A coating chemistry’s VOC measurement is calculated in pounds per gallon or grams per liter. The same basic coating chemistry formulations may have different solvent line-ups depending on the regulations of the destination state, region or country.
Just because a coating may contain VOC-exempt solvents and may be considered EPA-compliant in the United States, it might not be recognized as exempt by other countries. Some water-based coatings may contain co-solvents. Plus, water-based coatings and 100 percent polymer chemistries could still be hazardous. The coatings Safety Data Sheet will provide information on its environmental and physical effects as well as proper PPE recommendations.
Achieving good film properties
Coatings should have a lower surface tension than the substrate to achieve adequate wetting of the substrate. Solvent based formulations have an inherently low surface tension and will wet out on most substrates without the use of additives. This allows the coating to flow into a smooth, continuous film. Water has a very high surface tension compared to solvents. Therefore, water-based coatings require the addition of wetting, and de-foaming additives to allow for continuous film forming that limits foaming during application. The proper choice of wetting and defoaming additives is crucial to optimizing the finished film’s aesthetics.
These foaming and wetting problems are part of the reason some manufacturers are hesitant to switch from solvent-based coatings to water-based coatings, despite the positive environmental reasons to implement this technology.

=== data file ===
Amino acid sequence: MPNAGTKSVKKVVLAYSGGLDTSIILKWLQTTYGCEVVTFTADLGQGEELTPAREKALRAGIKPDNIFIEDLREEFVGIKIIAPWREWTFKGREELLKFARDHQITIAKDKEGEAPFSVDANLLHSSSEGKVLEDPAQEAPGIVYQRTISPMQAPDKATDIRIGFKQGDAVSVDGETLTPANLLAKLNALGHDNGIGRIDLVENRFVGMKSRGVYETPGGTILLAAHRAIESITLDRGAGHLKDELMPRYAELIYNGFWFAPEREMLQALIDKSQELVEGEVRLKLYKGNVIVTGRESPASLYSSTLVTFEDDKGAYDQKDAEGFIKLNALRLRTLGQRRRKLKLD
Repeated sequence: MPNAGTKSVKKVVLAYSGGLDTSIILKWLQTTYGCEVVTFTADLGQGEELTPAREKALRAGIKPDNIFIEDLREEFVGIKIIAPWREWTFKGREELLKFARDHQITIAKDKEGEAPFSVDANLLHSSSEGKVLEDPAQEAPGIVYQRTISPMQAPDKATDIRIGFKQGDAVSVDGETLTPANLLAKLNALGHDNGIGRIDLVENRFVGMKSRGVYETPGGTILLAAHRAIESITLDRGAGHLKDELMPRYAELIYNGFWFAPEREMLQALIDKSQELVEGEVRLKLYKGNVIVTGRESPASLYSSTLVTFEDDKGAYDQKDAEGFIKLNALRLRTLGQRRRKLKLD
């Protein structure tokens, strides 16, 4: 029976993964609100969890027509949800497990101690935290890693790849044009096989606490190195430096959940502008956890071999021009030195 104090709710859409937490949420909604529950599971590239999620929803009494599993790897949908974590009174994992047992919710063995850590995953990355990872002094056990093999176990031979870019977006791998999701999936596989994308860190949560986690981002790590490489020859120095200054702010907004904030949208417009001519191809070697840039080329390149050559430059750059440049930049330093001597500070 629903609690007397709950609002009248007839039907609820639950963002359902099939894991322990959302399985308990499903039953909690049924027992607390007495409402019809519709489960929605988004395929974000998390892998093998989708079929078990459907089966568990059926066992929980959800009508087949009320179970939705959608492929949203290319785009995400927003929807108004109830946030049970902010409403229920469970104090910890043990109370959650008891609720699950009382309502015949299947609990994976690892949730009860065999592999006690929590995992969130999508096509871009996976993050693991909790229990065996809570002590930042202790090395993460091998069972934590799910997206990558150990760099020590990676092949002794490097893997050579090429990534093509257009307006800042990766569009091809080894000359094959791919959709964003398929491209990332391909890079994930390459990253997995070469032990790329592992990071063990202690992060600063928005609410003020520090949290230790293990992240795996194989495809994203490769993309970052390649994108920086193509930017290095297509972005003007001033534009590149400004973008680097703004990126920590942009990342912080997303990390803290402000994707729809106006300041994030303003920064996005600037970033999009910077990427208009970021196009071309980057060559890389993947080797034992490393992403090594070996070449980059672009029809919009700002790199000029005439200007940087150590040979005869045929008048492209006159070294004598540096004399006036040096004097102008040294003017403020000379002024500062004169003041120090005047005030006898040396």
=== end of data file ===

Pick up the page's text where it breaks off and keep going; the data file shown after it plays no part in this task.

Coating operations can easily make the switch from solvent-based to water-based. However, the transition requires consultation with a coatings supplier that will custom-formulate a chemistry to meet production and end-use performance requirements.
While the dry times of the solvent-based coatings can be formulated to dry very quickly, dry times of water based formulas are limited by the slower evaporation rate of water. Therefore, additional heat and air movement may be required to achieve the desired cure or dry times to compare to the solvent-based equivalent. For many plastic substrates, this additional heat may cause thermal degradation of the substrate, which could produce toxic vapors. Using a 100% solids polymer coating as an alternative to VOC-heavy solvent-based coating also creates production concerns. Additional time and temperature may be required to cross-link the polymer to the surface, which can cause damage to some substrates.
Coating operators should work collaboratively with their coatings supplier and equipment engineer to understand the equipment modifications needed to successfully convert from solvent-based to water-based coatings. They must take into account any limitations around the curing and line speeds (i.e., dwell time, oven temperature, air movement, humidity levels) of their coating line and how they may need to be adjusted for proper curing when using co-solvents and water.
Sourcing a high-performance, low-emitting coating can be a challenge. Chances for success improve with a high-tech coatings manufacturer and equipment supplier that have deep engineering expertise and process guidance.
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